Implications of express delivery business modelling in the last mile industry

WORTH, Tracey Elisabeth (2021). Implications of express delivery business modelling in the last mile industry. Doctoral, Sheffield Hallam University.

[img]
Preview
PDF
Worth_2022_PhD_ImplicationsExpressDelivery.pdf - Accepted Version
Creative Commons Attribution Non-commercial No Derivatives.

Download (9MB) | Preview
Link to published version:: https://doi.org/10.7190/shu-thesis-00438
Related URLs:

    Abstract

    The more successfully the Last Mile Logistics (LML) industry delivers its service, the greater the chance of delivering the Customer Promise for retailers. The motivation for this research was, to better understand the expectations and demands of online customers and the effect thereof on the LML provision. Previous research has sought to apply an understanding of business and operational models to the home delivery service, including vehicle route optimisation and delivery innovation (Perboli, et al., 2018). The LML industry is complicated, somewhat illstructured, relying on multiple and cross-functional approaches that must often be changed with immediate effect, subsequently destabilising the delivery provision. This research addresses the “Implications of express delivery business modelling in the last mile industry” arising from an initial study. This research critically examines key business models as well as the overall governance of the UK LML industry. It then goes onto develop an LML business model. This research addresses the complexity of the end customers’ experiences, recognising the impact of technology, that supports the online customer and its effects on the LML industry. The research identifies a solution for a more efficient LML Express industry business model based on Parmentier and Gandia’s (2017) multi-sided platform model. In 2015, an industry roundtable discussion focus group raised issues affecting the LML industry. A five-year longitudinal last mile delivery survey followed, with an in-depth company study of one leading UK LML and one-to-one interviews with eight leading LML professionals. The results establish significant themes regarding delivery for the customer, and LML delivery service industry. Throughout the research, the reliability of current LML business models and practices were identified. Analysis showed a lack of confidence implementing rigid business models in multi-channel and directional flow of demand, in a fluid marketplace. The research conclusion highlights need to engage with a multi-sided platform business model, incorporating technology, within the customer demand chain. This research provides a solution in the form of a business model platform, that might be used by an LML across the whole or part of the business.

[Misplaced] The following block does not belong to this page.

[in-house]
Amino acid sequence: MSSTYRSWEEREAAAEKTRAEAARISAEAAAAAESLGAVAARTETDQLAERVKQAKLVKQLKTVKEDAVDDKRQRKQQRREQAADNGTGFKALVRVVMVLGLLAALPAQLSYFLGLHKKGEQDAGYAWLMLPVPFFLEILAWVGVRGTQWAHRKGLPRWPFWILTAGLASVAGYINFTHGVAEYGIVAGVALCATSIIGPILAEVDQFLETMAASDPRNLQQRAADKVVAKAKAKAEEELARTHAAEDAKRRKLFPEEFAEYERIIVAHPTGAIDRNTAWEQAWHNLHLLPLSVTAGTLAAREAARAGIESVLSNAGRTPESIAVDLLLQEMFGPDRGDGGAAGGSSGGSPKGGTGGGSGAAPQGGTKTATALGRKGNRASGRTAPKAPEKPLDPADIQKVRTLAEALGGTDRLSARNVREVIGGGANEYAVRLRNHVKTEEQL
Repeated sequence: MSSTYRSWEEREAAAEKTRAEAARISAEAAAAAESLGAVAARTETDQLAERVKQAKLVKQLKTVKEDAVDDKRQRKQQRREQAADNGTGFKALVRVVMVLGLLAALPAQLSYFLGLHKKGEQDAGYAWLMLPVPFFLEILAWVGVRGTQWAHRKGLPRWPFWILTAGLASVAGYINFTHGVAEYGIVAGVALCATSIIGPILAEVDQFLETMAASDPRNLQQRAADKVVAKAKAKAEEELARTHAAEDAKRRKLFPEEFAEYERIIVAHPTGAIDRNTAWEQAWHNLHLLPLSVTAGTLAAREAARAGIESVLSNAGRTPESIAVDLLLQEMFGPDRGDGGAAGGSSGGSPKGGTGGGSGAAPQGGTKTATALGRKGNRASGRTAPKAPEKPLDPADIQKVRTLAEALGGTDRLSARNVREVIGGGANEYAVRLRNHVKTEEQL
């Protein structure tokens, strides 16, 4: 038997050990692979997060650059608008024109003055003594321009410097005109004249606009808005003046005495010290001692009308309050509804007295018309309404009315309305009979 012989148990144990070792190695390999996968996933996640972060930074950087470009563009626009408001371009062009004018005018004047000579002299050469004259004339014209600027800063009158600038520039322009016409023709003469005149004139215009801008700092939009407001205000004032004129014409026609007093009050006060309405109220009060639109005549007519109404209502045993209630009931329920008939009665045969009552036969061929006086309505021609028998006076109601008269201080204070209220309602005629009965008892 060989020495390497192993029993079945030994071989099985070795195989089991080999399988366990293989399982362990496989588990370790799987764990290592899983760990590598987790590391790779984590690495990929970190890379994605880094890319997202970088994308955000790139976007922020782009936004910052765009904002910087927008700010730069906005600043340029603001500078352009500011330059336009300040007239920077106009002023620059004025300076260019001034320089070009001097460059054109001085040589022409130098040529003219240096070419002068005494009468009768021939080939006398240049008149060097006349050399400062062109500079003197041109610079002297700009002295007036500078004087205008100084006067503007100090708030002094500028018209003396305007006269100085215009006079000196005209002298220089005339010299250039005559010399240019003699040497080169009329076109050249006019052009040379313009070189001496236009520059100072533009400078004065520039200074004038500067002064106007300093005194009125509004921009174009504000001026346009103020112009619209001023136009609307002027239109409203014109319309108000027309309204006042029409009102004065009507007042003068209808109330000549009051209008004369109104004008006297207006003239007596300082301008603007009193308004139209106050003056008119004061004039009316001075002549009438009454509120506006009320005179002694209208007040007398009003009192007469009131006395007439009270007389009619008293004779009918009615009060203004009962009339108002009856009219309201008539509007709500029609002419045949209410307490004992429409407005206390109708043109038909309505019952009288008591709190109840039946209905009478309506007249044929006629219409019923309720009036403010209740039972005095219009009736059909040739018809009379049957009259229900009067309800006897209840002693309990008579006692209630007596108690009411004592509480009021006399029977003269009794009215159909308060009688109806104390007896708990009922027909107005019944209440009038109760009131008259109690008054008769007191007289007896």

Item Type: Thesis (Doctoral)
    Additional Information: Director of studies: Dr. Jonathan Gorst / Thesis supervisor: Dr. Malihe Shahidan.
    Research Institute, Centre or Group - Does NOT include content added after October 2018: Sheffield Hallam Doctoral Theses
    Identification Number: https://doi.org/10.7190/shu-thesis-00438
    Depositing User: Colin Knott
    Date Deposited: 09 May 2022 15:26
    Last Modified: 09 May 2022 15:26
    URI: http://shura.shu.ac.uk/id/eprint/30212

    Actions (login required)

    View Item View Item

    Downloads

    Downloads per month over past year

    View more statistics